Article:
This is what we came up with: You're a marketer and you're already engaged with your customers through your existing marketing mix. Your prospects and customers are holding your brand message and calls to action in their long term memory. An SMS message at the right time brings an instantaneous connection with your brand, pulling your brand and call to action out from memory into the here and now.

Here's a simple plotline: You're a national retailer and it's that time of the year to jumpstart your sagging sales with special promotions to bring traffic to your stores. Your marketing mix includes TV, radio, newspaper, email, direct mail, search, and your web site promoting your call to action. "Sale starts this Saturday at 9AM! Come in for discounts between 30% and 70% on all items." People have seen your TV and newspaper ads, heard your radio ads, and read your email alerts at one point or another during the week. It's now Saturday morning. Peoples' awareness are focused on the here and now, "it's the weekend, "what's for breakfast", "what's a fun thing to do today?" Bing! A reminder about the sale sent via SMS on Saturday morning brings instantaneous recollection and connection with your call to action that you spent the whole week building awareness for.

Every movie has a tag line, too: "A long, long time ago, in a galaxy far, far away," "Just when you thought it was safe to go back into the water."

What's the tagline for SMS marketing?

"Add instant energy to your marketing mix"

What one-word keyword(s) best summarizes SMS marketing?
1. NOW
2. Impulse
3. Anywhere

What's your take on our story? Do you have a better one? How would you tell your version of the story in three sentenses or less? What's your tag line? What one-word keyword do you believe best summarizes SMS marketing? Post your comments!

Thursday, November 5, 2009

The State of Mobile Marketing

Here we are getting ready to wind down the year 2009. Or, stated in a reverse way, here we are getting ready to gear up toward the biggest push of the year - Holiday 2009.

The interest in the mobile channel continues to grow, and certainly there will be a big push in mobile marketing in the 7 weeks remaining in this year.

So what have interactive marketers been doing these past several months? If you're an interactive marketer, are you curious to see where you fit with your peers?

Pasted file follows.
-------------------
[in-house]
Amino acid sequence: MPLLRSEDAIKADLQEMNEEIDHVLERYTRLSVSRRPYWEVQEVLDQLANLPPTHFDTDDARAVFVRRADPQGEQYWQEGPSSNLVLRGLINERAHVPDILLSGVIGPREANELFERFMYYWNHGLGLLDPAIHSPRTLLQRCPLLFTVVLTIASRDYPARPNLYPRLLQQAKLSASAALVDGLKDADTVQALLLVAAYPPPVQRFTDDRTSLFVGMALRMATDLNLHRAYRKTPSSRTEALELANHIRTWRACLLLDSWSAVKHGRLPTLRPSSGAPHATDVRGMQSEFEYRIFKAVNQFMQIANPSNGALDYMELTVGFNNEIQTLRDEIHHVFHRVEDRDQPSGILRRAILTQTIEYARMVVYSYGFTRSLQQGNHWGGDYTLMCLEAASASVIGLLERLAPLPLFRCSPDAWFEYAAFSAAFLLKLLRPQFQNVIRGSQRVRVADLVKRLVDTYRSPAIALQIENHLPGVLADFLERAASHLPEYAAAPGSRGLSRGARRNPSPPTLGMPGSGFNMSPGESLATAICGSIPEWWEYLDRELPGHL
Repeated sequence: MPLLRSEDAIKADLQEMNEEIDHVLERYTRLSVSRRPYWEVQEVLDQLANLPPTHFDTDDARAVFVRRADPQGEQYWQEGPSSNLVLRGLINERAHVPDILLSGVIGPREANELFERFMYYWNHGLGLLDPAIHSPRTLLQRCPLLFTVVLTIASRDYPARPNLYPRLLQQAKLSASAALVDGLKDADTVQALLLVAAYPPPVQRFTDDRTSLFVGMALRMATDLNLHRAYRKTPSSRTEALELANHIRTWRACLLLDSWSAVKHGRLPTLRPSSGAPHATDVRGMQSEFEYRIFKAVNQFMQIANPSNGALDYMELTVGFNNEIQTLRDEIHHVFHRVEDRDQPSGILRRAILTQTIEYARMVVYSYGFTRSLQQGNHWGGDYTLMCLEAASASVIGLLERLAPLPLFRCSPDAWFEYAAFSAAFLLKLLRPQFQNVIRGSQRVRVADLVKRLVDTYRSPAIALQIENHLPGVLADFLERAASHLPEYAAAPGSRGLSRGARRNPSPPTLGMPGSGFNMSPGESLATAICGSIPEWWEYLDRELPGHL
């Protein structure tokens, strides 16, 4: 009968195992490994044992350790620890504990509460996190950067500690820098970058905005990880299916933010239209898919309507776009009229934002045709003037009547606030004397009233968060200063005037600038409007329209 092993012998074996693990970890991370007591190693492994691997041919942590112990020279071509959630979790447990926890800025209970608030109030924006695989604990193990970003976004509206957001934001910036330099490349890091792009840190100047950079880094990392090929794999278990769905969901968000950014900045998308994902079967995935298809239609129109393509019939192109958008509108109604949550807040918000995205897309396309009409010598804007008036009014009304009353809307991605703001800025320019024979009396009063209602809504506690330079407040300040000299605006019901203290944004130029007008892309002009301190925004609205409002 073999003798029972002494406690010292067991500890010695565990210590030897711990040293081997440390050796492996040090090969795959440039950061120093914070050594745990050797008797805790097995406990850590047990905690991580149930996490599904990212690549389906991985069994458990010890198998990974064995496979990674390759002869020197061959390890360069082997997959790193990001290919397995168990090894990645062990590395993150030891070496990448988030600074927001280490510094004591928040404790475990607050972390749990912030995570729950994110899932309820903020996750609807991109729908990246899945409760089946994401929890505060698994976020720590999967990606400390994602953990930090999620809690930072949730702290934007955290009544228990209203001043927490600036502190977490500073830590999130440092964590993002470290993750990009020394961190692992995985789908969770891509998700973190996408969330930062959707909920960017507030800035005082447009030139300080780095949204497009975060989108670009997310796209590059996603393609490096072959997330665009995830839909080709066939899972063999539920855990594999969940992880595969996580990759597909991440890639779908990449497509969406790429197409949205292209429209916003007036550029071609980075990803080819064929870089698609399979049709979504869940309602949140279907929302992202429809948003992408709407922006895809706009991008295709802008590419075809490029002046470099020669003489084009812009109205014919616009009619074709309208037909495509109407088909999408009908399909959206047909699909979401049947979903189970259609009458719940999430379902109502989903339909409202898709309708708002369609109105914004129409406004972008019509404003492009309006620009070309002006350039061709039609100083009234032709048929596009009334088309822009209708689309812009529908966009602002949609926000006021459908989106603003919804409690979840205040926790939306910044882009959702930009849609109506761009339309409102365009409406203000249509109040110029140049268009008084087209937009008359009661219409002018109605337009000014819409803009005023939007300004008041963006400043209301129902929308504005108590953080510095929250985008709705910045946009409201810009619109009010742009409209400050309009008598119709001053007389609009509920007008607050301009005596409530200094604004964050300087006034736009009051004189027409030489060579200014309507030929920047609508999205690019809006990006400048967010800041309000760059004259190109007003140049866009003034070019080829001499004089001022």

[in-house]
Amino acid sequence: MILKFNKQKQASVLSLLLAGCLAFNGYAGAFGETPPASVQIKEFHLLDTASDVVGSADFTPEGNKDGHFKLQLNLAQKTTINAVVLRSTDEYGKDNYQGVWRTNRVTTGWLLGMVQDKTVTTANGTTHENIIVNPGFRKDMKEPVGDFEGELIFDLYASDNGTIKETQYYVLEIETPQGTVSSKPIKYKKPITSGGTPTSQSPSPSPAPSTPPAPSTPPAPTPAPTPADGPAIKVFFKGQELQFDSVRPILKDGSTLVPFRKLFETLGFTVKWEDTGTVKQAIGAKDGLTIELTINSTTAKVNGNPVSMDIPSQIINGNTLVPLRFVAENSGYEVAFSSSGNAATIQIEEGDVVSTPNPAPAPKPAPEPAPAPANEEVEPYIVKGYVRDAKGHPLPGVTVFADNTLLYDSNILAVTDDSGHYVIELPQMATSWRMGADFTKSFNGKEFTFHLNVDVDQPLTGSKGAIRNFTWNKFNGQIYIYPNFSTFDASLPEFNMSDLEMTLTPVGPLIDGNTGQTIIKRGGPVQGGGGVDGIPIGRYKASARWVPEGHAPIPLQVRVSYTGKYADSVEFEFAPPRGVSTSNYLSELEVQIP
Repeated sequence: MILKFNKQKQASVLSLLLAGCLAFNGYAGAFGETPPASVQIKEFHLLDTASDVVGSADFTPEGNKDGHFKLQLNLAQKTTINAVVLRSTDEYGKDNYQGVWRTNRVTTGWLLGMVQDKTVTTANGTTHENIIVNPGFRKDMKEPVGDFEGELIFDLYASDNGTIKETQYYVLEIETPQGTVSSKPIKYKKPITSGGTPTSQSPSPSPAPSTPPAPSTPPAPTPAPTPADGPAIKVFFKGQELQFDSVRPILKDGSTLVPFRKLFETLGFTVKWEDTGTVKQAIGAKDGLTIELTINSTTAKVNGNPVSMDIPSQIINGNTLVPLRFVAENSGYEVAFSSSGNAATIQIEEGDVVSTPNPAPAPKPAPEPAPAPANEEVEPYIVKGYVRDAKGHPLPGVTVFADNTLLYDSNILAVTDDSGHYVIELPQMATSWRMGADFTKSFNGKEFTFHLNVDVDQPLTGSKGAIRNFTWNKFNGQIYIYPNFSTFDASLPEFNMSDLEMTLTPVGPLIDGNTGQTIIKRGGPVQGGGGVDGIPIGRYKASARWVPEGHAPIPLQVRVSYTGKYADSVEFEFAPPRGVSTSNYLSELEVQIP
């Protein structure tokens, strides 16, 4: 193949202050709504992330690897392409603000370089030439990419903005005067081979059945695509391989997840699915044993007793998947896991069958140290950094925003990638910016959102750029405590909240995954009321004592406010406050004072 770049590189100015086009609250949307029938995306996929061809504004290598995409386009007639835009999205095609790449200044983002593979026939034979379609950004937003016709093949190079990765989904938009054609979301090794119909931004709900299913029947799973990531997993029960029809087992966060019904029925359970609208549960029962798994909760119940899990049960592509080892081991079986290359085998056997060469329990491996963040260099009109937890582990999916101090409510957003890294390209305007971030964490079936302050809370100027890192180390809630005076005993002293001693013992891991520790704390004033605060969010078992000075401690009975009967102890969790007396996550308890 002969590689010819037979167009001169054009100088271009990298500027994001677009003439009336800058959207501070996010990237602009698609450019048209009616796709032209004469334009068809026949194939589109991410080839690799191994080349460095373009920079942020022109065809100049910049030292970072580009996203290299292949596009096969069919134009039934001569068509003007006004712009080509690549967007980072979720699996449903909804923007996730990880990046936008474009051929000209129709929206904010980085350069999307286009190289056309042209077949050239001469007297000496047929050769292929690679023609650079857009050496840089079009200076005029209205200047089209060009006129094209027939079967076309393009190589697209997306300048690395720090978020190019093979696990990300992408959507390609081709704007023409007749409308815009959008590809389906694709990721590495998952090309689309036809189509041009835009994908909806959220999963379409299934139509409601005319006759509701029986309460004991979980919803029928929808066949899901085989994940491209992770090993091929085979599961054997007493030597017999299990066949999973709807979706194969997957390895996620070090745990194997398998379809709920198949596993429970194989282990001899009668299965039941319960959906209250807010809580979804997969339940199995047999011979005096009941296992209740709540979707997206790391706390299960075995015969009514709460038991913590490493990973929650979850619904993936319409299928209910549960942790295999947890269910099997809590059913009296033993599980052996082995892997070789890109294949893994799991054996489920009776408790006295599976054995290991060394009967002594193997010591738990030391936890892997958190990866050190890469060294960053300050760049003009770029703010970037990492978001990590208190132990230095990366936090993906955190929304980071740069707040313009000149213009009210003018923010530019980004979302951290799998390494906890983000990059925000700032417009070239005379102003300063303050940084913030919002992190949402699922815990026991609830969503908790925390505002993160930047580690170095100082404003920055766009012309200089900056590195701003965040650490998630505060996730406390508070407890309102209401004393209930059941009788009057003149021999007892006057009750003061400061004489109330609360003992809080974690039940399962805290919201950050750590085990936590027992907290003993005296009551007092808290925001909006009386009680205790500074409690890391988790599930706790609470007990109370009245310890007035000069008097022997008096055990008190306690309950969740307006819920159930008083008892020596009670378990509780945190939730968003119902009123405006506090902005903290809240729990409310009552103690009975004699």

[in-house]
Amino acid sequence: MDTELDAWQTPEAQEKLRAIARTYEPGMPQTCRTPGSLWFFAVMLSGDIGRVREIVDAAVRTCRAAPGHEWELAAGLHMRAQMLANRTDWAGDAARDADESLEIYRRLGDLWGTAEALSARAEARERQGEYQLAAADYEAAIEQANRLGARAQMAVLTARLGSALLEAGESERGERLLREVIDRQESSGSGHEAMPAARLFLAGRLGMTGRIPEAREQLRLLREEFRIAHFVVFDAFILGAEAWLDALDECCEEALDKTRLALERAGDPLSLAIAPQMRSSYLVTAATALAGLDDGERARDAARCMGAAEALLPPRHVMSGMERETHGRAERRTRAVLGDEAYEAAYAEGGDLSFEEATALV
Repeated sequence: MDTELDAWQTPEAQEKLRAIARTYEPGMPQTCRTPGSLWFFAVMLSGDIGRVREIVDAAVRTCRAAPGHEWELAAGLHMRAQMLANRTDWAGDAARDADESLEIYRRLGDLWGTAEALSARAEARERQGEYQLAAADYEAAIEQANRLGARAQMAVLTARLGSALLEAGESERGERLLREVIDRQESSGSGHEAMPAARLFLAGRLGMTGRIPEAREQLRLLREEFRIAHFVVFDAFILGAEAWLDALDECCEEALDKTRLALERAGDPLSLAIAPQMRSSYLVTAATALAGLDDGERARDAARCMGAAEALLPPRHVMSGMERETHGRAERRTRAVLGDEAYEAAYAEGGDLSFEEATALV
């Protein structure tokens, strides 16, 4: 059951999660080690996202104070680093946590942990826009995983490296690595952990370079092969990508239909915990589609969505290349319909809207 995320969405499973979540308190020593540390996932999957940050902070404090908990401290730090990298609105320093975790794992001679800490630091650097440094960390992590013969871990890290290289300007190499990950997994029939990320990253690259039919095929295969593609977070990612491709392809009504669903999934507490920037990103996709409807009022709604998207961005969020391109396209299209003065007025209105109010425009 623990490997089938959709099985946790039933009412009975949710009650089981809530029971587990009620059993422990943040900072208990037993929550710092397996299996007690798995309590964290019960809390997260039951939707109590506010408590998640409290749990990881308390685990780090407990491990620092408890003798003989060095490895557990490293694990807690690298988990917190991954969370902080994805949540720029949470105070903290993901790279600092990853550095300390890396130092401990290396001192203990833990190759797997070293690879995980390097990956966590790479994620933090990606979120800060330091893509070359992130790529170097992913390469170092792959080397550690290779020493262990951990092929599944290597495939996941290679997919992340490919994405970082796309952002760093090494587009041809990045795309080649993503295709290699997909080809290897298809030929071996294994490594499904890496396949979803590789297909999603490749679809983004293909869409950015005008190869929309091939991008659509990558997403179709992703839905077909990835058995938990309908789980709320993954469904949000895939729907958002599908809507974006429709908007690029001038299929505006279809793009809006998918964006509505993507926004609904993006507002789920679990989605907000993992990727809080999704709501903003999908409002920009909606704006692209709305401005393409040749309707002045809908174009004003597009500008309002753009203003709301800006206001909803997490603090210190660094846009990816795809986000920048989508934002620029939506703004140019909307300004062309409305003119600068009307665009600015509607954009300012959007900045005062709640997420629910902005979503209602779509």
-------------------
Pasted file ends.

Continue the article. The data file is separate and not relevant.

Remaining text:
According to Forrester Research Analyst Shar VanBoskirk's US Interactive Marketing Forecast, 2009 to 2014, total mobile marketing spend is projected to grow in the U.S. from $391 million in 2009 to $1.3 billion by 2014 for a compound annual growth rate of 27%. This is quite illuminating in light of the fact that the Kelsey Group estimates that the traditional segment (i.e. newspapers, direct mail, television, radio, print Yellow Pages, out of home (non-digital), cable television and magazines) will decrease from $141.3 billion in 2008 to $112.4 billion in 2013 for a compound annual growth (or more accurately "shrinkage") rate of -4.5%, and total ad spend will likewise decrease at a CAGR of -1.4%.

In spite of a 27% CAGR, spend on mobile marketing in the US is still a very small piece of the pie.

Forrester Analyst Neil Strother says in his research report, Best Practices: Mobile Marketing, that 65% of survey respondents either currently use or plan to use the mobile channel in their marketing mix, but that about half will do so with a budget of $1 million or less.

Of the marketers using the mobile channel, only about half increased their 2009 budgets over the previous year.

So it appears that marketers are adopting the mobile channel - but doing so cautiously.

SMS, or text messaging, dominates the mobile tactics being used today.

But, be on the look out for increased spending in search as location-based marketing will get bigger and bigger mindshare thanks to the growth of GPS-enabled mobile devices.

So there you have it. Total marketing spend is shrinking in this tightened economy. Interactive marketing - including the mobile channel - is growing, but only because marketers are shifting their media buy from traditional channels into the interactive.

But though long in the tooth traditional channels may be, they are still the tried and the true. Marketers are tempering their budget shifts with caution.

How do you compare to those that Forrester Research surveyed? Leave me a comment.